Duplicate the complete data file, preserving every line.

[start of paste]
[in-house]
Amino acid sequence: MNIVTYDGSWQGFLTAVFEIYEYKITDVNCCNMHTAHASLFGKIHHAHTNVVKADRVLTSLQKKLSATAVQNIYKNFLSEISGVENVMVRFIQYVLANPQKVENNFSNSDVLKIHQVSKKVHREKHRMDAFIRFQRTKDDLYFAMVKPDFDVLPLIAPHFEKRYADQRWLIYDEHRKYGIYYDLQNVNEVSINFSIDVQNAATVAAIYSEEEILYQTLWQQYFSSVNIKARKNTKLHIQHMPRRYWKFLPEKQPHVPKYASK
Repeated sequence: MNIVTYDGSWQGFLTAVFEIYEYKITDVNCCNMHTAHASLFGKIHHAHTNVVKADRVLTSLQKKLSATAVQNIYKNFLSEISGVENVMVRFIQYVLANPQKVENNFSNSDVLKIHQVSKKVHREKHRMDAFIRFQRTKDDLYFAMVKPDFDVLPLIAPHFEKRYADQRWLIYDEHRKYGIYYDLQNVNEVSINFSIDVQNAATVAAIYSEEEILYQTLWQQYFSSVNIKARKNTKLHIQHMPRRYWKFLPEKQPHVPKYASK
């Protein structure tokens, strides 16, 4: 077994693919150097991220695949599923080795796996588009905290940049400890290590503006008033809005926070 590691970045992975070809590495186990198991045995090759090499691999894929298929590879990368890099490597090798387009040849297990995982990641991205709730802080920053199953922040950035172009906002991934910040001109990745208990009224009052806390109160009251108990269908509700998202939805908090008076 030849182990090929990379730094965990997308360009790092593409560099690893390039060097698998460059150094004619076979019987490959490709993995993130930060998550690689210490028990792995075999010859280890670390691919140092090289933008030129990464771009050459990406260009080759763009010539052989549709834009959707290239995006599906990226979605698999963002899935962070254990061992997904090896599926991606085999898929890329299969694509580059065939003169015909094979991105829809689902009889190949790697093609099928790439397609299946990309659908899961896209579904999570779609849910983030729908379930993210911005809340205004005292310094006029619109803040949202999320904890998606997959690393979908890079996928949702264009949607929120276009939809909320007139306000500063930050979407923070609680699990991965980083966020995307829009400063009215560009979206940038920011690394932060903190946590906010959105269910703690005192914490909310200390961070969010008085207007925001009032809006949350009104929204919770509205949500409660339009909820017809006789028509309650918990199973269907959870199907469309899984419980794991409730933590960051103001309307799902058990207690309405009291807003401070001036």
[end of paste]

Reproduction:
[in-house]
Amino acid sequence: MNIVTYDGSWQGFLTAVFEIYEYKITDVNCCNMHTAHASLFGKIHHAHTNVVKADRVLTSLQKKLSATAVQNIYKNFLSEISGVENVMVRFIQYVLANPQKVENNFSNSDVLKIHQVSKKVHREKHRMDAFIRFQRTKDDLYFAMVKPDFDVLPLIAPHFEKRYADQRWLIYDEHRKYGIYYDLQNVNEVSINFSIDVQNAATVAAIYSEEEILYQTLWQQYFSSVNIKARKNTKLHIQHMPRRYWKFLPEKQPHVPKYASK
Repeated sequence: MNIVTYDGSWQGFLTAVFEIYEYKITDVNCCNMHTAHASLFGKIHHAHTNVVKADRVLTSLQKKLSATAVQNIYKNFLSEISGVENVMVRFIQYVLANPQKVENNFSNSDVLKIHQVSKKVHREKHRMDAFIRFQRTKDDLYFAMVKPDFDVLPLIAPHFEKRYADQRWLIYDEHRKYGIYYDLQNVNEVSINFSIDVQNAATVAAIYSEEEILYQTLWQQYFSSVNIKARKNTKLHIQHMPRRYWKFLPEKQPHVPKYASK
């Protein structure tokens, strides 16, 4: 077994693919150097991220695949599923080795796996588009905290940049400890290590503006008033809005926070 590691970045992975070809590495186990198991045995090759090499691999894929298929590879990368890099490597090798387009040849297990995982990641991205709730802080920053199953922040950035172009906002991934910040001109990745208990009224009052806390109160009251108990269908509700998202939805908090008076 030849182990090929990379730094965990997308360009790092593409560099690893390039060097698998460059150094004619076979019987490959490709993995993130930060998550690689210490028990792995075999010859280890670390691919140092090289933008030129990464771009050459990406260009080759763009010539052989549709834009959707290239995006599906990226979605698999963002899935962070254990061992997904090896599926991606085999898929890329299969694509580059065939003169015909094979991105829809689902009889190949790697093609099928790439397609299946990309659908899961896209579904999570779609849910983030729908379930993210911005809340205004005292310094006029619109803040949202999320904890998606997959690393979908890079996928949702264009949607929120276009939809909320007139306000500063930050979407923070609680699990991965980083966020995307829009400063009215560009979206940038920011690394932060903190946590906010959105269910703690005192914490909310200390961070969010008085207007925001009032809006949350009104929204919770509205949500409660339009909820017809006789028509309650918990199973269907959870199907469309899984419980794991409730933590960051103001309307799902058990207690309405009291807003401070001036």